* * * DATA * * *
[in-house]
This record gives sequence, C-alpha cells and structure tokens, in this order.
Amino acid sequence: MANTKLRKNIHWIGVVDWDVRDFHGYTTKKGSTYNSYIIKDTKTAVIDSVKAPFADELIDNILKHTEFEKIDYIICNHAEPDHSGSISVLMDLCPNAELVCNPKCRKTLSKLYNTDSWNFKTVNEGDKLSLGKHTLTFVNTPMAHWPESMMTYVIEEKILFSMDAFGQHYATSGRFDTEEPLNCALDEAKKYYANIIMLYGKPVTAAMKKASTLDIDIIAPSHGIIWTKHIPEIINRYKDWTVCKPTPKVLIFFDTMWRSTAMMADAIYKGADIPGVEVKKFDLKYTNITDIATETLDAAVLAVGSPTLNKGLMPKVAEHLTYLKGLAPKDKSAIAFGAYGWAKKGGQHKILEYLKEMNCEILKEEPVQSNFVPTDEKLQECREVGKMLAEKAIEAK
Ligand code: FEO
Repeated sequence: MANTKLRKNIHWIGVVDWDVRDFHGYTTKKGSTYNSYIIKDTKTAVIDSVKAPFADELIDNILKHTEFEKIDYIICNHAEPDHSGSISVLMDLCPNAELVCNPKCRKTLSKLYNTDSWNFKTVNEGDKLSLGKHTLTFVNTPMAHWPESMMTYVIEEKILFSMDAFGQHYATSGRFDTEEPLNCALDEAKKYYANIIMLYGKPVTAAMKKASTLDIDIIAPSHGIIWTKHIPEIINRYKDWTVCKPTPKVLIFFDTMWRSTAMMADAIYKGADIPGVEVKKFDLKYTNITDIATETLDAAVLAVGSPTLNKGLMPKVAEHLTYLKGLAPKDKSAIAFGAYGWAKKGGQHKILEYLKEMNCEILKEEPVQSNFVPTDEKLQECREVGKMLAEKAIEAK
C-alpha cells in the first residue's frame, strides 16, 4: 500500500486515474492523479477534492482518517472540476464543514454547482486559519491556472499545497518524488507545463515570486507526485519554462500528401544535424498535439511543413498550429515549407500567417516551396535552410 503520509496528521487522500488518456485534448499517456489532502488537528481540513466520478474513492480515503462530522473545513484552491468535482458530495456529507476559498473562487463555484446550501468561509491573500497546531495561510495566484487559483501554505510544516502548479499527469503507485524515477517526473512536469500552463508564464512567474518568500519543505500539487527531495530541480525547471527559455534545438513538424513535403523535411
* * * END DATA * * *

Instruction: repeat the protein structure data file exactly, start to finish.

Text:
[in-house]
This record gives sequence, C-alpha cells and structure tokens, in this order.
Amino acid sequence: MANTKLRKNIHWIGVVDWDVRDFHGYTTKKGSTYNSYIIKDTKTAVIDSVKAPFADELIDNILKHTEFEKIDYIICNHAEPDHSGSISVLMDLCPNAELVCNPKCRKTLSKLYNTDSWNFKTVNEGDKLSLGKHTLTFVNTPMAHWPESMMTYVIEEKILFSMDAFGQHYATSGRFDTEEPLNCALDEAKKYYANIIMLYGKPVTAAMKKASTLDIDIIAPSHGIIWTKHIPEIINRYKDWTVCKPTPKVLIFFDTMWRSTAMMADAIYKGADIPGVEVKKFDLKYTNITDIATETLDAAVLAVGSPTLNKGLMPKVAEHLTYLKGLAPKDKSAIAFGAYGWAKKGGQHKILEYLKEMNCEILKEEPVQSNFVPTDEKLQECREVGKMLAEKAIEAK
Ligand code: FEO
Repeated sequence: MANTKLRKNIHWIGVVDWDVRDFHGYTTKKGSTYNSYIIKDTKTAVIDSVKAPFADELIDNILKHTEFEKIDYIICNHAEPDHSGSISVLMDLCPNAELVCNPKCRKTLSKLYNTDSWNFKTVNEGDKLSLGKHTLTFVNTPMAHWPESMMTYVIEEKILFSMDAFGQHYATSGRFDTEEPLNCALDEAKKYYANIIMLYGKPVTAAMKKASTLDIDIIAPSHGIIWTKHIPEIINRYKDWTVCKPTPKVLIFFDTMWRSTAMMADAIYKGADIPGVEVKKFDLKYTNITDIATETLDAAVLAVGSPTLNKGLMPKVAEHLTYLKGLAPKDKSAIAFGAYGWAKKGGQHKILEYLKEMNCEILKEEPVQSNFVPTDEKLQECREVGKMLAEKAIEAK
C-alpha cells in the first residue's frame, strides 16, 4: 500500500486515474492523479477534492482518517472540476464543514454547482486559519491556472499545497518524488507545463515570486507526485519554462500528401544535424498535439511543413498550429515549407500567417516551396535552410 503520509496528521487522500488518456485534448499517456489532502488537528481540513466520478474513492480515503462530522473545513484552491468535482458530495456529507476559498473562487463555484446550501468561509491573500497546531495561510495566484487559483501554505510544516502548479499527469503507485524515477517526473512536469500552463508564464512567474518568500519543505500539487527531495530541480525547471527559455534545438513538424513535403523535411